Chicken and Egg Story

First egg fits in a tablespoon

First egg fits in a tablespoon

It’s been an exciting week at the So Many Books Homestead. Monday evening when I got home from work I went out to say hi to the Dashwoods and give them some greens like usual. I step into the run and what should I spy on the ground in the corner? An egg!

Yes indeed a little brown egg. I have no idea who laid it. I only know it was not Marianne as her breed lays green and blue eggs. None of them were taking the least notice of this little egg resting on the sandy ground. As I finished talking with them and was leaving I reached down and scooped it up.

Bookman and I were both so surprised, an egg! Imagine that! I know we have chickens and chickens lay eggs, but they are just shy of five months old and while they are no longer little puffballs, the reality of them laying eggs is so strange. An egg! And then the next evening there was another little brown egg in the same place!

We were suprised again because, I don’t know, we thought the first one might have been an accident or something.

So one of the Dashwoods — not Marianne — is now laying regularly. The laying cycle is about 26 hours long. We have gotten six eggs including one today that is bigger than the other ones. Whoever is laying does not like the nesting boxes for some reason. With the help of Google we learned that we have to show them where to lay the eggs and to leave a couple eggs in the nesting boxes. So we put an egg in each box. The mystery layer stopped laying eggs in the run and started laying them in a corner of the coop instead. Same place each time. Progress?

Dash woods exploring the main garden

Dashwoods exploring the main garden


Today we tried to make the nesting boxes more inviting by raising the roof over the nests a little bit and putting a divider between the nests for some privacy. Come tomorrow we shall see if this has made any difference.

We hard boiled all but two eggs we left in the nests and mashed them up shells and all and fed them to the Dashwoods. This is not cannibalism in any way because we don’t have a rooster so none of the eggs can ever be fertile. We have not boiled an egg in over twenty years and quite forgot how. We had to look up on the internet how long they were supposed to cook! And oh, do mashed eggs stink! At least to our vegan noses. The Dashwoods, however, enjoyed the treat immensely.

In the garden today we put up some low wire fencing along one perimeter. Our yard is bordered on one side by a chain link fence that belongs to the neighbor. Along the back is a 3-foot high retaining wall that drops down into the chicken garden. We have some trellis fencing and a gate that we put up when we had a garage. On the other edge is also a 3-foot high retaining wall that drops down into our neighbor’s yard. Here is where we put up the low fence so the chickens won’t leap down into the neighbor’s yard.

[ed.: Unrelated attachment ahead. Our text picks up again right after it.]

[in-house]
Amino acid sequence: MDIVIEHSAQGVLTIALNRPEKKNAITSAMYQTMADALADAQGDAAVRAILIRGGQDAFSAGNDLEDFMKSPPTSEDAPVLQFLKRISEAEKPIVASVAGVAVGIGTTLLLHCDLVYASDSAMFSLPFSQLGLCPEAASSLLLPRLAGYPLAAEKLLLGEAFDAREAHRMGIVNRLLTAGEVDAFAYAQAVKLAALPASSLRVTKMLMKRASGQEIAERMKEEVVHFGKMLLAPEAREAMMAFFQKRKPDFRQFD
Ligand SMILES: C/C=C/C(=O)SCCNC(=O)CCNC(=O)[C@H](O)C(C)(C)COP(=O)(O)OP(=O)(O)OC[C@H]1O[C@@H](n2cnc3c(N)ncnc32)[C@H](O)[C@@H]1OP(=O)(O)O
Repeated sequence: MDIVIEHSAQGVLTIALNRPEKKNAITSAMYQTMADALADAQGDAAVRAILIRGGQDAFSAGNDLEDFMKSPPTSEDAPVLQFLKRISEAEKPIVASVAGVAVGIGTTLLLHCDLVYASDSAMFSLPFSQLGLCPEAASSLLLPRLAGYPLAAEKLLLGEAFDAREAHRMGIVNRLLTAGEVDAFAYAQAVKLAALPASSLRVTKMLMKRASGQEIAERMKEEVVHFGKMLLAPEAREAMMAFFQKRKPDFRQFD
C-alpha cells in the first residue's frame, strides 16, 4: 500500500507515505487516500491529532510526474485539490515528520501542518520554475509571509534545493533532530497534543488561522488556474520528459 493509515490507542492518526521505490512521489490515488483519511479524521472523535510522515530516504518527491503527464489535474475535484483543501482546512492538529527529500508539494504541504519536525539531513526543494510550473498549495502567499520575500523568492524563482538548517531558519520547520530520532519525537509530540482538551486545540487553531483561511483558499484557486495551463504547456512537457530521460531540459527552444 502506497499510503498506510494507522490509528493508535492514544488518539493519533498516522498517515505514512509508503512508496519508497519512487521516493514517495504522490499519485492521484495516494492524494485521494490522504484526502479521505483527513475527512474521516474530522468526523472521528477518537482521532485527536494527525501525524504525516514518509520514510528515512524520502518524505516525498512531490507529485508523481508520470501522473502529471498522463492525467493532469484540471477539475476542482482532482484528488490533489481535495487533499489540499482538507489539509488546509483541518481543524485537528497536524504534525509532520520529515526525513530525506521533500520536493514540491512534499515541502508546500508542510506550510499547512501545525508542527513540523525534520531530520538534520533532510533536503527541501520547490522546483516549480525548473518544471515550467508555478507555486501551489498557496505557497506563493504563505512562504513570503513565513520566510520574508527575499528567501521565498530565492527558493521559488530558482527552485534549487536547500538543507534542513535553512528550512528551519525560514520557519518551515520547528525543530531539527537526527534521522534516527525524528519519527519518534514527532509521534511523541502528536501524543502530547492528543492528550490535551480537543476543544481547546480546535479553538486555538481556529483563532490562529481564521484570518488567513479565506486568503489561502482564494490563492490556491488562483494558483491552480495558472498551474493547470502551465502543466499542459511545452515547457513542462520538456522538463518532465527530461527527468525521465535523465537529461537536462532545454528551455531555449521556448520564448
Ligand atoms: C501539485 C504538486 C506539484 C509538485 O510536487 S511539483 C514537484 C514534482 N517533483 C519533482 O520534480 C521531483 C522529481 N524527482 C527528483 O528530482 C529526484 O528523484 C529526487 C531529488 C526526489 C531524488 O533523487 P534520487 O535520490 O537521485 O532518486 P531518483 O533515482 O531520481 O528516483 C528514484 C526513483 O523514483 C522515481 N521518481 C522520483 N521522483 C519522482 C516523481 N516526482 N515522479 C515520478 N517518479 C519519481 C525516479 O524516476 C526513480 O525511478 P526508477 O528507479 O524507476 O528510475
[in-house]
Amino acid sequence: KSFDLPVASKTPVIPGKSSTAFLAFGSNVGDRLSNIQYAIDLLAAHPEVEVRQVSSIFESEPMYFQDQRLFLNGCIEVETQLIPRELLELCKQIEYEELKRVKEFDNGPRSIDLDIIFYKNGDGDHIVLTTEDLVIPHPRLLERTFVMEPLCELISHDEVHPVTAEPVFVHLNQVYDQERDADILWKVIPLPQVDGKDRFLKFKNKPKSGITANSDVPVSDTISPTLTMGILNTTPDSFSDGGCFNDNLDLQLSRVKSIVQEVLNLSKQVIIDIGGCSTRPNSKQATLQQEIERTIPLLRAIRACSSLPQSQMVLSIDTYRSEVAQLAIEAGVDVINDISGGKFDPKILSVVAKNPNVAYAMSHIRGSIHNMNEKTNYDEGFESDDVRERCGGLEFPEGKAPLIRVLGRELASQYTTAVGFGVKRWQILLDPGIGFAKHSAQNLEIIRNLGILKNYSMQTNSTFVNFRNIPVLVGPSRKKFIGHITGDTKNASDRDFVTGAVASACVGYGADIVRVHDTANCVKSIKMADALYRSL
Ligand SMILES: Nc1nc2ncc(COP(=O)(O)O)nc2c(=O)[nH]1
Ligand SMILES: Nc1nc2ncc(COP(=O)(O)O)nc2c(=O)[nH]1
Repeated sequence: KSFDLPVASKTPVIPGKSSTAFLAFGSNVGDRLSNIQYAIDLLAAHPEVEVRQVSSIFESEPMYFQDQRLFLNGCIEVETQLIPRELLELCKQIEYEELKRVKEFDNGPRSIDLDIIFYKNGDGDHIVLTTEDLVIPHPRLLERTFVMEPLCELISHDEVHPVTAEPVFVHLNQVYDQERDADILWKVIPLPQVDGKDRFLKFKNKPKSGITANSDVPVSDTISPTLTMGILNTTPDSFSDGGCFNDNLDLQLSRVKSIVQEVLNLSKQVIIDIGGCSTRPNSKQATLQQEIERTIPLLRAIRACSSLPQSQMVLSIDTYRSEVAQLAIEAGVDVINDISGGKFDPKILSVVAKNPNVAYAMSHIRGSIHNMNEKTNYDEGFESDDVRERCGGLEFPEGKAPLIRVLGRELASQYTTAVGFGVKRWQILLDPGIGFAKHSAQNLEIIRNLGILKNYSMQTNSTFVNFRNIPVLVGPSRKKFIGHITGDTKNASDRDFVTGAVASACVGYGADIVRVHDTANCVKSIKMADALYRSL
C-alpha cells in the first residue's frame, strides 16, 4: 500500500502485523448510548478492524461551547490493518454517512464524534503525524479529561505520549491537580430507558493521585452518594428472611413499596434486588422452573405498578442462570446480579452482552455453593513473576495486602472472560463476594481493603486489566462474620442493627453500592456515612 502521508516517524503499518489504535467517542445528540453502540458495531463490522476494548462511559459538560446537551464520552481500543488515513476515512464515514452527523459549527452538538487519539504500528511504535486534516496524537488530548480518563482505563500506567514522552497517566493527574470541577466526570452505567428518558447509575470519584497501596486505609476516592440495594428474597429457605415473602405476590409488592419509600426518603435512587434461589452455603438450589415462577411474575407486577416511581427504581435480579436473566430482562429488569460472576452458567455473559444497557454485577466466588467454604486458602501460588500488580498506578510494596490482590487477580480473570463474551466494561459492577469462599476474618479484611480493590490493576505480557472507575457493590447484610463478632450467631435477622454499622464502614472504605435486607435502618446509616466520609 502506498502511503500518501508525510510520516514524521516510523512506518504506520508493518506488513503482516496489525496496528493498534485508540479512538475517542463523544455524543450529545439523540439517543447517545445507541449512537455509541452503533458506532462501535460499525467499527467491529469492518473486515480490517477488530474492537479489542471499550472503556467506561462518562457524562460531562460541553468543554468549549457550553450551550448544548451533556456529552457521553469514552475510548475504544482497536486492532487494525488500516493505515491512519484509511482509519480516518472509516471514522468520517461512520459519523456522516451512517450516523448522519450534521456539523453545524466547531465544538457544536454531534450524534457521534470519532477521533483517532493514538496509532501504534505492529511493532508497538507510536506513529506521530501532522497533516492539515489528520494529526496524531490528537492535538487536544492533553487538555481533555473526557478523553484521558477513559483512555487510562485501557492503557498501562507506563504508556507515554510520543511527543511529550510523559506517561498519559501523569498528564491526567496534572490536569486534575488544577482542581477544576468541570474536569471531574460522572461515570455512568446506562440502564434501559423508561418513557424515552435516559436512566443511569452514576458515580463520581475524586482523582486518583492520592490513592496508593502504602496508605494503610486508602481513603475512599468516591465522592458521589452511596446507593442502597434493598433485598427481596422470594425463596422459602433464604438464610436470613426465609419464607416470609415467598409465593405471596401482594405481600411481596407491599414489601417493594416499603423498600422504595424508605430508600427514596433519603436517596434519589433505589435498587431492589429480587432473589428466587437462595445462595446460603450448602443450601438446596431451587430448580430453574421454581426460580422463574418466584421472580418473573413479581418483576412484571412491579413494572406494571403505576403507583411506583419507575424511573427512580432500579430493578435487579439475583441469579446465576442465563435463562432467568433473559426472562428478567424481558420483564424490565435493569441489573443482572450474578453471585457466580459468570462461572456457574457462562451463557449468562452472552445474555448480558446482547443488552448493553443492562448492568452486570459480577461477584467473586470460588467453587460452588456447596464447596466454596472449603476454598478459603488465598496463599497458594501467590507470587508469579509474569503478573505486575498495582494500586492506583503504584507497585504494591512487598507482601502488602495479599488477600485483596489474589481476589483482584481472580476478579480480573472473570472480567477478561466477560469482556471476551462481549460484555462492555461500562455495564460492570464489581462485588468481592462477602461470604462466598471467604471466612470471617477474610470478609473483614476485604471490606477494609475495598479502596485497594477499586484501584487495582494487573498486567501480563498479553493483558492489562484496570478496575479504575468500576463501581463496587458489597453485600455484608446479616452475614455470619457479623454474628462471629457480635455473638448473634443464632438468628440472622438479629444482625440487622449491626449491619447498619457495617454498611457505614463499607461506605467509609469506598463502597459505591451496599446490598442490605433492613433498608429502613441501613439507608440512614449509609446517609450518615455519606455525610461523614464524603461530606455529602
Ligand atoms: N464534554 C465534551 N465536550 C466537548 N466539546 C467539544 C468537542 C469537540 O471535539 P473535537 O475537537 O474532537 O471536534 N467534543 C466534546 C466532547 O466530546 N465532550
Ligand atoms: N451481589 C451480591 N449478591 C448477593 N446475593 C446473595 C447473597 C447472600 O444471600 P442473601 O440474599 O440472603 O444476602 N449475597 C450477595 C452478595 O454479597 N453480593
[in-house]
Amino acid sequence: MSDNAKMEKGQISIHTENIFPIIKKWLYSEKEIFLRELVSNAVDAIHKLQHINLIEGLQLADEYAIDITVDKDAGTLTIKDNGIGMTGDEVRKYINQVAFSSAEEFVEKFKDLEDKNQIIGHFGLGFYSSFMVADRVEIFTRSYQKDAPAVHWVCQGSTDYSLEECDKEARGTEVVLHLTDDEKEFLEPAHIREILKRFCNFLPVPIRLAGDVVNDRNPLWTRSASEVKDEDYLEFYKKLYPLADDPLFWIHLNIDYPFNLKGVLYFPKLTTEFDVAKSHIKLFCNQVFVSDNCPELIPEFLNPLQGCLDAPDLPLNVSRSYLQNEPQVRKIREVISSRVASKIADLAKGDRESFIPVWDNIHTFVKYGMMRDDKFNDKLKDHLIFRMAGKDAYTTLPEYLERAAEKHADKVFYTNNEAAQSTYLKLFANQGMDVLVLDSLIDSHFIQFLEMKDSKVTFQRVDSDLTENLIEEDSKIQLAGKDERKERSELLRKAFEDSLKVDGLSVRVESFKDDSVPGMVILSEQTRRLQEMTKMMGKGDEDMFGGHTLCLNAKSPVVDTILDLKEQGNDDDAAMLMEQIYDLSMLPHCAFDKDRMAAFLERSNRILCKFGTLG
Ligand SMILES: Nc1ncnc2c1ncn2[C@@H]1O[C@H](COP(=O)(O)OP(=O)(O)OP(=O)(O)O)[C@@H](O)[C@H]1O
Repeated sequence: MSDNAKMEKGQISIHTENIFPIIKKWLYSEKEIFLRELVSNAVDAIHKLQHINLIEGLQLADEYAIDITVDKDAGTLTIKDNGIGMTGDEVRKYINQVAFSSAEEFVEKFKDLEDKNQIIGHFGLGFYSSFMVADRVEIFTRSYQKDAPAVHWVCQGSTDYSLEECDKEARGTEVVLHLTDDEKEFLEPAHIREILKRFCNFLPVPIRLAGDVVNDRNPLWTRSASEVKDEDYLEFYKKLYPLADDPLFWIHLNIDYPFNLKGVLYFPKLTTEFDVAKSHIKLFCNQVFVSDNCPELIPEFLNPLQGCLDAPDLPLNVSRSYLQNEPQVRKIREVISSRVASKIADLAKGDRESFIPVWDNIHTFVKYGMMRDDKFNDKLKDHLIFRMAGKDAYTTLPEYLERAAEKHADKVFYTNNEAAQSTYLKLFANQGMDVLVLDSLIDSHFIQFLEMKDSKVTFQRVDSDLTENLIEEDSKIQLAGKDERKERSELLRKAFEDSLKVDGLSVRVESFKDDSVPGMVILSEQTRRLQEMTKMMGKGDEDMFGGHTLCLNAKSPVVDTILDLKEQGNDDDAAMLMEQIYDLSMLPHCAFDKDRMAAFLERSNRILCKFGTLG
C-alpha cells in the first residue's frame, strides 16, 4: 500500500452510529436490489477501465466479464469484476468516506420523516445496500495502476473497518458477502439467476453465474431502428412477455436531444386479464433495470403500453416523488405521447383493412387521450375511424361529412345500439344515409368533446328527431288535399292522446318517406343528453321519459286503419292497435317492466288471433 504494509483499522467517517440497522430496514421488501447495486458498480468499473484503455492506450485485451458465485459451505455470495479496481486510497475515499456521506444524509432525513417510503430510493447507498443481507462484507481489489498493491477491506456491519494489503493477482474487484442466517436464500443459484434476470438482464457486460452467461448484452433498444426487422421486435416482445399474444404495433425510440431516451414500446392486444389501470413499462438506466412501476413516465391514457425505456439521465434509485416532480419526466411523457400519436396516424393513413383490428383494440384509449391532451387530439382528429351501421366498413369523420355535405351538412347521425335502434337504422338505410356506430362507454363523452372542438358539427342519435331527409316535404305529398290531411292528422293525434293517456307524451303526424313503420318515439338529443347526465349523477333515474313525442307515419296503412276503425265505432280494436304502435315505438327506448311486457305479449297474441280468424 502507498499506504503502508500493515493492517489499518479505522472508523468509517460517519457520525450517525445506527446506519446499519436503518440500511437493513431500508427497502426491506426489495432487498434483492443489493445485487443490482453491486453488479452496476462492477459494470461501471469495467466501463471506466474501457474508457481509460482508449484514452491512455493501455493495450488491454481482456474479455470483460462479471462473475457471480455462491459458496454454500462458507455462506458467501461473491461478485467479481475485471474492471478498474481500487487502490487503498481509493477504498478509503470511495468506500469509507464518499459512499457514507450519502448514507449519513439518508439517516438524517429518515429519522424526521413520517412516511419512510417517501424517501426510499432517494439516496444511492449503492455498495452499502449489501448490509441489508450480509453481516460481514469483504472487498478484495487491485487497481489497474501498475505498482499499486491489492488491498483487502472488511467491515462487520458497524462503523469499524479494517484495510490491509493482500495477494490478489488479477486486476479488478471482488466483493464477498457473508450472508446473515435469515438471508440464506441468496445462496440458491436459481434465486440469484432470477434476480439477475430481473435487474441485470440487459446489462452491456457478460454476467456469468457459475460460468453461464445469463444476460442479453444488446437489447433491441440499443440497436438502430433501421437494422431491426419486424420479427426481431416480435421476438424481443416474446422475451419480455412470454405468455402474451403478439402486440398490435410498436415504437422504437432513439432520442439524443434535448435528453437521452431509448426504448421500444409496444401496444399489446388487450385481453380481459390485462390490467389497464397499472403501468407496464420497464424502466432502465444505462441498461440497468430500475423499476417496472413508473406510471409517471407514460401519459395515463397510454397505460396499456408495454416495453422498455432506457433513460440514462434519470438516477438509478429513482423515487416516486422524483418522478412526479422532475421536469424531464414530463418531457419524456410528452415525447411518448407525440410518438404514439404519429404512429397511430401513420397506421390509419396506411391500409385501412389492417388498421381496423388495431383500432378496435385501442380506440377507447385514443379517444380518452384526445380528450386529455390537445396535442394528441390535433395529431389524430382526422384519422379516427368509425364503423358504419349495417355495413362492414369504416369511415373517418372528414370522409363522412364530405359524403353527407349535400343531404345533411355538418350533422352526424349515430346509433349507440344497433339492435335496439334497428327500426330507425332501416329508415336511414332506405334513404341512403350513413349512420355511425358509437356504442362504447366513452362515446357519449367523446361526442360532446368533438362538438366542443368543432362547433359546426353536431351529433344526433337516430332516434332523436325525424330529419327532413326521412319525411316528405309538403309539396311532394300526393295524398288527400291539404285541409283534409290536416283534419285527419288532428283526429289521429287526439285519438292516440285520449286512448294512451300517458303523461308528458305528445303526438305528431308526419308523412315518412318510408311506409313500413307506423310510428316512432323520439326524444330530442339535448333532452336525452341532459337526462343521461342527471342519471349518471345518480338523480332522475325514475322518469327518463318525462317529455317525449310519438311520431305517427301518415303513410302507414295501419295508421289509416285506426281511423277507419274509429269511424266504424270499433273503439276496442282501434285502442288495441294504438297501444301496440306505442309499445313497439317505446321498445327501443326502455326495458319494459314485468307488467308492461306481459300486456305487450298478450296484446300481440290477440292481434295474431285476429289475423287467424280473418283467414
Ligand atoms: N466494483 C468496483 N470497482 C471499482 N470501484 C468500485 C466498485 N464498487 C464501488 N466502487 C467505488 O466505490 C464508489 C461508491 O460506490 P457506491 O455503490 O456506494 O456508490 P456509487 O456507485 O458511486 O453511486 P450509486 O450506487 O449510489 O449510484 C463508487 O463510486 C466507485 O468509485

Monarch on giant hyssop

Monarch on giant hyssop

Bookman had gotten some tools from the shed in the chicken garden and didn’t latch the gate into the main garden behind him. We had let the Dashwoods out of the run earlier in the morning and it did not take them long to discover the gate was open. At one point Bookman and I looked up from our fence building to see all four of them gleefully scraching in the woodchips and chowing down on grass. We left them to wander around and explore. However, as the day progressed and it got warmer they all went back to the shade and water under the coop.

Quite the adventure for the Dashwoods today! They all keep together as they explore. I was watching them for a little while and Margaret strolled down the path and it curved just enough so that she couldn’t see the others any longer. When she realized she was out of visual range she panicked, turned around and ran back the way she had so casually walked. It was pretty funny, for me at least.

Now they have gotten the tast of the big garden, they probably won’t much like being confined to their smaller one when we let them out of the run. But that’s ok. It is the end of the growing season and we have no lettuces or anything that is small or especially leafy that they can destroy. Doesn’t mean they won’t find something else, but it’s a big garden and they didn’t even come within range of the beans today so we’ll take out chances and see what happens.

Biking

Saturday was an on and off rainy day and not keen on having a wet bike ride, Astrid and I stayed indoors on the trainer. We went long like we would have done if we were outdoors, 101 miles/162 km long. I am pleased that it took only 5 hours and 35 minutes. This is good because it puts me in a strong place for training for the 200 mile/322 km race next summer. The Jesse James fun ride is in two weeks and I will be riding the 100 mile route. We’ll see how well I can do on the pavement.

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